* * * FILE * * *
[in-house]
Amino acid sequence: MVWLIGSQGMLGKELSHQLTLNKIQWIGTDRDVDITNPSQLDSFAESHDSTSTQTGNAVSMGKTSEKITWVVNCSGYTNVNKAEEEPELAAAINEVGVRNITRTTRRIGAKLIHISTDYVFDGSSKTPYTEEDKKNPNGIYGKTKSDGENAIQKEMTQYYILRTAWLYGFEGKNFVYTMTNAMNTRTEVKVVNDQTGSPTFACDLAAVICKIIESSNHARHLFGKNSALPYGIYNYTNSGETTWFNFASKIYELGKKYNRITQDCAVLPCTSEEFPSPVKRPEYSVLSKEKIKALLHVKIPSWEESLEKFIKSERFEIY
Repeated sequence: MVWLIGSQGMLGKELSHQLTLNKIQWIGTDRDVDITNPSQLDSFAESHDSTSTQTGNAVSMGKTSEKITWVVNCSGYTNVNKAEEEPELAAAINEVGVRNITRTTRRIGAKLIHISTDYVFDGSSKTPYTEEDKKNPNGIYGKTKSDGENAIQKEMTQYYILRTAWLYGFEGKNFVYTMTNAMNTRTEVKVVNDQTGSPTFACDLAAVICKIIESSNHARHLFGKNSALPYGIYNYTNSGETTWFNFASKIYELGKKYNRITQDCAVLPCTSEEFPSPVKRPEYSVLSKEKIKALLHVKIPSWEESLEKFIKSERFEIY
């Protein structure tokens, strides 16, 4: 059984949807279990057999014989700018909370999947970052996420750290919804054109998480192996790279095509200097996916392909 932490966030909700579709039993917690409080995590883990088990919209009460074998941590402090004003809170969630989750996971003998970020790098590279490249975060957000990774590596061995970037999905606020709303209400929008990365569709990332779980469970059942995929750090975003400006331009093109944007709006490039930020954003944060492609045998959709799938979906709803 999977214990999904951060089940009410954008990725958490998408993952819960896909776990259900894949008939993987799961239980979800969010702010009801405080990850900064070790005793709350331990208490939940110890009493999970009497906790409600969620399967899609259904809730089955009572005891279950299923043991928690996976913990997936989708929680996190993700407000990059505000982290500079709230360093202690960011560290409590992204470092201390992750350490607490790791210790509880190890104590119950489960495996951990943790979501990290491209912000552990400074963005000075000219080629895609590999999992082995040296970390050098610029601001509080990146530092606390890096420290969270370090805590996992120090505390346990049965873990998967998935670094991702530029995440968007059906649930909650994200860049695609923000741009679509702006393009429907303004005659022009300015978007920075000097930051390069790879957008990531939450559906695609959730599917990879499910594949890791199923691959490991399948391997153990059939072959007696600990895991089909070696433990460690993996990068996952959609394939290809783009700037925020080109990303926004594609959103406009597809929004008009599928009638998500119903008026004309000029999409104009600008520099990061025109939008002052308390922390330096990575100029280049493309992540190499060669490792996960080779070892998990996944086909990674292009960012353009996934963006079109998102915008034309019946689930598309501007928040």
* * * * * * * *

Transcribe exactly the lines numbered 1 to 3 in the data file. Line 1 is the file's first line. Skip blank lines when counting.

[in-house]
Amino acid sequence: MVWLIGSQGMLGKELSHQLTLNKIQWIGTDRDVDITNPSQLDSFAESHDSTSTQTGNAVSMGKTSEKITWVVNCSGYTNVNKAEEEPELAAAINEVGVRNITRTTRRIGAKLIHISTDYVFDGSSKTPYTEEDKKNPNGIYGKTKSDGENAIQKEMTQYYILRTAWLYGFEGKNFVYTMTNAMNTRTEVKVVNDQTGSPTFACDLAAVICKIIESSNHARHLFGKNSALPYGIYNYTNSGETTWFNFASKIYELGKKYNRITQDCAVLPCTSEEFPSPVKRPEYSVLSKEKIKALLHVKIPSWEESLEKFIKSERFEIY
Repeated sequence: MVWLIGSQGMLGKELSHQLTLNKIQWIGTDRDVDITNPSQLDSFAESHDSTSTQTGNAVSMGKTSEKITWVVNCSGYTNVNKAEEEPELAAAINEVGVRNITRTTRRIGAKLIHISTDYVFDGSSKTPYTEEDKKNPNGIYGKTKSDGENAIQKEMTQYYILRTAWLYGFEGKNFVYTMTNAMNTRTEVKVVNDQTGSPTFACDLAAVICKIIESSNHARHLFGKNSALPYGIYNYTNSGETTWFNFASKIYELGKKYNRITQDCAVLPCTSEEFPSPVKRPEYSVLSKEKIKALLHVKIPSWEESLEKFIKSERFEIY